“At the time, I was living in Connecticut. As a private pilot, I loved flying down along the Hudson River, circling the Statue of Liberty, and coming back up, passing right by the Twin Towers. I made that flight dozens of times… .

“It was (is) my birthday. I was planning on making that flight that day. Unfortunately, it didn’t happen, and I never flew down the Hudson again… .” — Michel Gutman

“At work at the hospital and saw it on TV. My sister was here from Nashville getting ready to fly back home and I was terrified. She called the airport and to.check on her flight and was told these very words: ‘By order of the President of the United States, all flights have been grounded’… it was so scary but relieved that she wasn’t going to be flying that day.” — Rhonda O’fallon Banks

“I was in 6th grade. My teacher was Mrs. Liddell at Oak Park Elementary. We had P.E. that morning. Mrs. Liddell came out and stopped our physical education to bring us back inside. The TV was on and the news was running. I was sitting at the first desk in my row. I could sense the tension and fear of my teacher from across the room. The principal came over the intercom for a moment of silence. When I finally understood the depth of what was happening, I became scared. I had just turned 11 and now my world, my country was falling apart. I will never forget my fear, my sorrow for these people I didn’t even know, the love I had (still do have) for my fellow American(s).” — Samantha Jernigan

“I was at home with family, we had Good Morning America turned on when they broke in with the news, we watched in horror and sadness as we watched both towers hit and fall. That moment will be etched in my memory forever.” — JoAnn Bumpas Wegner

“I was in nursing school and doing my clinical on 2CE and as I passed a patient room I saw another nurse standing there silently and I turned to the TV and I was in disbelief what I was watching. The planes crashing into the Twin towers and my heart sank. The nurses had gathered in a room and called for me to join and we all held hands and prayed for our country. In that moment I was proud of becoming a nurse but also proud to be an American! Never forget 9-11!! God bless America!” — Laura Watson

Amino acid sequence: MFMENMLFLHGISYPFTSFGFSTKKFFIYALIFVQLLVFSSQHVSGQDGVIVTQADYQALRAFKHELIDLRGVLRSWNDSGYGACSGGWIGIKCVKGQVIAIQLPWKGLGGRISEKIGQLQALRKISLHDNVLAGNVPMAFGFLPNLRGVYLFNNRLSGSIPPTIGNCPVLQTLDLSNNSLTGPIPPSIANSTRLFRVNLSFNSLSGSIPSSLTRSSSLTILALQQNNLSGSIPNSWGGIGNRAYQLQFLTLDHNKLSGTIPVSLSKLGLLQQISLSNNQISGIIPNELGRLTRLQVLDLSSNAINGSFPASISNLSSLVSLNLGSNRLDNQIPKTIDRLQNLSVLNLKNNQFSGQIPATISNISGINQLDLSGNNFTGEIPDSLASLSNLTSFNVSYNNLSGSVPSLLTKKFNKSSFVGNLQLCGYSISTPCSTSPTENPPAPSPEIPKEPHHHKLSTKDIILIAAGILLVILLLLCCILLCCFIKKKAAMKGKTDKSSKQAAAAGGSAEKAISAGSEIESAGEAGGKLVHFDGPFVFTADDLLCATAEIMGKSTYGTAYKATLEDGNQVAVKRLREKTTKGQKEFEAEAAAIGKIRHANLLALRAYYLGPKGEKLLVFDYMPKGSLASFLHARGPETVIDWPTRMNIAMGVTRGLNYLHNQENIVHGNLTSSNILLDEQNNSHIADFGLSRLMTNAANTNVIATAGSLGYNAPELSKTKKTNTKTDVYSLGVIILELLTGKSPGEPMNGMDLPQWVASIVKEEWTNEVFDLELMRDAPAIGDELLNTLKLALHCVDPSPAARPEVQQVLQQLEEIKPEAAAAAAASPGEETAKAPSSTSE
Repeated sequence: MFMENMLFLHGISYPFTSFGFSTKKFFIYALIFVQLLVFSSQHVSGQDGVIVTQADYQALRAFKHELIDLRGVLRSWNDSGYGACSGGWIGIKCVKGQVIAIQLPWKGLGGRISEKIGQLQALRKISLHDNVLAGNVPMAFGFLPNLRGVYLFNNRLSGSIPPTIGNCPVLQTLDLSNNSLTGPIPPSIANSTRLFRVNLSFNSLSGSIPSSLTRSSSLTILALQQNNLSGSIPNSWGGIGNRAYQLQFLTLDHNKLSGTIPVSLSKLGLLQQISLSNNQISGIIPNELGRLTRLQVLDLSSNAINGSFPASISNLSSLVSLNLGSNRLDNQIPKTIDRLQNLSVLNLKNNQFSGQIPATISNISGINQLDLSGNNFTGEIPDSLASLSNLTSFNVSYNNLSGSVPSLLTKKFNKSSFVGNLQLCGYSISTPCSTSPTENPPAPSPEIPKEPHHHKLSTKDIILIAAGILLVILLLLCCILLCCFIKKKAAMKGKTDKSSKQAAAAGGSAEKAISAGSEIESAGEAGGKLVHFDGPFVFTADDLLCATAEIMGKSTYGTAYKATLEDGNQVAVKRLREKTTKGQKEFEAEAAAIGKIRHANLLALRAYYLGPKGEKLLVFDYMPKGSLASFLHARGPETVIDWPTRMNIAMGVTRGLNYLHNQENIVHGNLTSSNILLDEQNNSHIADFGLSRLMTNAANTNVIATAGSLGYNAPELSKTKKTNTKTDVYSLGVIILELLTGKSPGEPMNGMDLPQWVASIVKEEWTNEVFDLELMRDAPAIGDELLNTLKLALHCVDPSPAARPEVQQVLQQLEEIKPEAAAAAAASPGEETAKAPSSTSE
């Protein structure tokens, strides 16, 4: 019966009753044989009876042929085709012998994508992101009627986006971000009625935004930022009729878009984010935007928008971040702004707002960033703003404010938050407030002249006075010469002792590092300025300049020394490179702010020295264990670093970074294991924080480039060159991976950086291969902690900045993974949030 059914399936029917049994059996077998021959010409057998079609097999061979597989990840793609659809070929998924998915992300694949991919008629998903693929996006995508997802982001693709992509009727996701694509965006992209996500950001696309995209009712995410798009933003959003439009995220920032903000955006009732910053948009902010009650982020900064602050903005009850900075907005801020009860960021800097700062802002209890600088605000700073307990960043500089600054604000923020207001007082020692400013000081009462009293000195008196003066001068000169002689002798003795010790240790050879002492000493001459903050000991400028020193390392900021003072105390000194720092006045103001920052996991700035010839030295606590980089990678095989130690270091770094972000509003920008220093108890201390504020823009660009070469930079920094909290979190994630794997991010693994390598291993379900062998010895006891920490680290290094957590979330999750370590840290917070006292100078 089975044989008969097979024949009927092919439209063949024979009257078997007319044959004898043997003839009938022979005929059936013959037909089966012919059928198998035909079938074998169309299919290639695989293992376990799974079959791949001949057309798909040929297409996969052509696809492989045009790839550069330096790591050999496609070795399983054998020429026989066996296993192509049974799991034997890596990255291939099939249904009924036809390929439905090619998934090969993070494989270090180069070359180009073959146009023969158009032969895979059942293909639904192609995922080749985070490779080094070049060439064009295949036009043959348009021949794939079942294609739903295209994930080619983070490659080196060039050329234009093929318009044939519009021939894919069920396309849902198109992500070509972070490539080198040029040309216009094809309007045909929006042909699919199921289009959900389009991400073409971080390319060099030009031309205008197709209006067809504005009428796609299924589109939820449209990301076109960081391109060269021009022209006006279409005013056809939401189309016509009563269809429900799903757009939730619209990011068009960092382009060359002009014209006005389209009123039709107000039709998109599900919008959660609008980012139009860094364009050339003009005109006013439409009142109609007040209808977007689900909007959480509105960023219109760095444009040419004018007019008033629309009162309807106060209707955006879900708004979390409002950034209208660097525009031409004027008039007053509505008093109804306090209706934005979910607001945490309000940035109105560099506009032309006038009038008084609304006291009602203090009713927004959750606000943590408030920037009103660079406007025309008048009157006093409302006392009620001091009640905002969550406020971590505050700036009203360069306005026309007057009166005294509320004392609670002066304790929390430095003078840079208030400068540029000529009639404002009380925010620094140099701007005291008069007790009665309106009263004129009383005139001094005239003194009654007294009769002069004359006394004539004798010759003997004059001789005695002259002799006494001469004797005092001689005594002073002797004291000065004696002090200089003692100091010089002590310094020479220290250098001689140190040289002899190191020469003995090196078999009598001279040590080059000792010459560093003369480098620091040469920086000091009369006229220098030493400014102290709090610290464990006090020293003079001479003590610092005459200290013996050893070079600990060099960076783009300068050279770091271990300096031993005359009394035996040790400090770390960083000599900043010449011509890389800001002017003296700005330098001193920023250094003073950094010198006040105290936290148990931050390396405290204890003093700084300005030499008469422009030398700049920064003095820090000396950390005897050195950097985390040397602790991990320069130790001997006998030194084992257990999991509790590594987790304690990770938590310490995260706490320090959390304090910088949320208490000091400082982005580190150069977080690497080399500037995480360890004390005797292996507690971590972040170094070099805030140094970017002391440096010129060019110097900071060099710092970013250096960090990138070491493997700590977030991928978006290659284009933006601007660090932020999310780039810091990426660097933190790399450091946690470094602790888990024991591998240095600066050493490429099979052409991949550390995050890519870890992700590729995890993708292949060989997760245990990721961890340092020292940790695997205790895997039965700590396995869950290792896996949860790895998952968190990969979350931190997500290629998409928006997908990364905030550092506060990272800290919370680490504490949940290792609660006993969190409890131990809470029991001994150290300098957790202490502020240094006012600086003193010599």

“Getting ready for work. I was at my vanity putting on makeup and watching the Today show as I did daily. Much talk was about the tower being on fire and what may have caused it. Then, suddenly, bam! I saw the 2nd tower hit by the plane and I screamed out to my husband.” — Dorothy Walker

“Left my job to go to Physical Therapy for a pinched nerve in my neck. The 1st Tower was hit just as I parked the car, could not move for a moment. While sitting in the clinic, the 2nd tower was hit. Disbelief was all around, everyone stopped and watched in horror.” — Ella Grace Moody

“I was at home in Texas. I had taken the day off since it’s my birthday. I was on my computer playing a game when I heard the news on TV. It was a day I will never forget.” — Vyctorya L. Hughes

“At work, at Big Banjo. Glued to the television. Scared and confused. Heartbroken and sad. Everyone was coming in to watch on our TV. At 12 noon my employees, costumers and I all gathered and prayed together.” — Lynn Brann

“I was in 6th grade. Our teachers were told not to say anything to us, but even then, some of us still heard about planes crashing in New York and D.C. (didn’t hear about the Pennsylvania one until later). My mom was volunteering at my elementary school that day, parked me in the teachers lounge at the end of the day and we sat there for a couple hours and watched TV news. Went home, stayed up all night watching CNN. Really thought World War III was starting that day.” — Jeremiah Salinger